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Partial Freeze On Israeli Settlements Reason To Be Cautiously Optimistic

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President Obama, following his meeting with President Mubarak, said yesterday: "There has been movement in the right direction" referring to the reports in the Israeli media that the government of Israel agreed to freeze construction in the settlements and not to issue new construction-tenders until the end of 2009. On one hand, we should be happy, because such a freeze proves that even an extreme right wing government cannot ignore the White House and run wild and build in the territories without limits. But on the other hand, the tenders which the government is freezing, are only a small part of the construction in the territories. On the ground there are several projects under construction in the settlements.

So let us try and understand:

What does "freezing new tenders" mean?
About 40 percent of the construction in the settlements in the last few years was initiated by the government; the rest was done privately. Currently, 40 percent percent of the public construction is carried out through tenders. When the government initiates a large construction project it sells it by tender, or bidding, in which it offers the building rights to the highest bidder. The rest of the construction is done without bidding. The last tender for new construction in the settlements and East Jerusalem was nine months ago, in November 2008. Ultimately, even if the government freezes all new tenders, it only applies to part of 40 percent of the construction. The rest is not stopped.

What is the situation on the ground now?
According to the Israeli Central Bureau of Statistics, at the end of March 2009 (before the Netanyahu government took office) there were 3,073 housing units under construction in the settlements, not including construction in East Jerusalem. Even if some of those buildings have been completed by now, this still means that a couple of thousands of housing units are under construction at this moment. The government has not frozen this construction.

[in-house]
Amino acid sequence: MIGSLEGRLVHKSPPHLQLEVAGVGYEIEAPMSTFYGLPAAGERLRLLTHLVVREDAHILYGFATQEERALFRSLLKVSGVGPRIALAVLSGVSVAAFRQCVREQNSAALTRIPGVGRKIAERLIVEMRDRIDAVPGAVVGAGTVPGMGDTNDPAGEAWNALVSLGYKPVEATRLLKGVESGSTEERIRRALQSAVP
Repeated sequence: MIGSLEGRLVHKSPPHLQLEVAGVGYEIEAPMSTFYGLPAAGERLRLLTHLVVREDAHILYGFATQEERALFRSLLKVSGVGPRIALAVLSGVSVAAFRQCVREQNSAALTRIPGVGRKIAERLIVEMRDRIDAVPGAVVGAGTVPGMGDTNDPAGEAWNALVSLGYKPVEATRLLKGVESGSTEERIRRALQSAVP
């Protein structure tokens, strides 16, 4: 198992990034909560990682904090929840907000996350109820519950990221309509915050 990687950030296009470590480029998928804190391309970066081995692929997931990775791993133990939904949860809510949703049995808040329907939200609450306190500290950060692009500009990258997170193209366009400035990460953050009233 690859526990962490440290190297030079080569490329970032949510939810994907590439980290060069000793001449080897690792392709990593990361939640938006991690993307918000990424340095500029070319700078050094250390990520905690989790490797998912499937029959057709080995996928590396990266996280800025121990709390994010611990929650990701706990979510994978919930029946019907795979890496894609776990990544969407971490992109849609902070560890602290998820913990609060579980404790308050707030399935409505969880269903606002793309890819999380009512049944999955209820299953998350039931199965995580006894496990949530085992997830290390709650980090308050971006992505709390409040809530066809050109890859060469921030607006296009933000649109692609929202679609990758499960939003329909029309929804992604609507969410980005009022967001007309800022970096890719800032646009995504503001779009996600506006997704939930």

It is very hard to know if there is a freeze on other new projects. In many cases the settlers can rely on old permits they were given. There are about 45,000 housing units in the settlements that can theoretically be built on the basis of old building plans that were approved in the past (practically, some of them are not relevant for execution and sometimes additional permits are needed besides approval of the building plan).

It looks as if the government has for the meantime chosen a passive freeze, namely, merely avoiding initiating new projects. But in order to really prevent construction in the settlements an active freeze is needed, which is a stop of construction that has already begun and a halt on projects that were approved in the past but have not been carried out yet.

So, should we be optimistic?
As someone who lives in Israel and sees her future here in Israel I have no choice but to be optimistic and always look for the opportunity even when it seems dim. But even pessimists are allowed to be at least a little encouraged. President Obama is trying to bring the sides to start negotiations on a permanent status agreement, in order to finally put an end to the conflict and arrive at a two state solution. In order to begin the process, both sides need to show willingness and seriousness. On the Israeli side this means to stop building in the settlements (because ultimately as part of the two-state solution we will have to evacuate them).

The Netanyahu government has a paradox:
On one hand it is the most right wing government Israel has had in many years. The cabinet ministers compete with each other on who will say something more extreme. On the day after the report on the freeze of tenders was published, three cabinet ministers visited the site of the settlement of Homesh, near Nablus, which was evacuated by Israel in the Disengagement, and declared that the settlement should be rebuilt. It is hard to believe that anybody in the Israeli mainstream is really interested in rebuilding the evacuated settlement. The extreme statements were meant only to attract attention.

On the other hand, it has been four months since the government was established and not a single new tender has been published, nor do we know of the approval of any new plans (except one). Netanyahu knows that none of the right-wing ministers in his government have any alternatives. If they decide to quit the coalition he will bring Kadima into his government and all those ministers will remain without influence. Therefore, despite the extreme statements, Netanyahu is definitely vulnerable to pressure and his coalition is pretty stable.
Therefore, even though there is not a real freeze yet, I am cautiously optimistic.

Hagit Ofran is the director of "Settlement Watch"- a Peace Now Project Monitoring Settlement Expansion in the West Bank.

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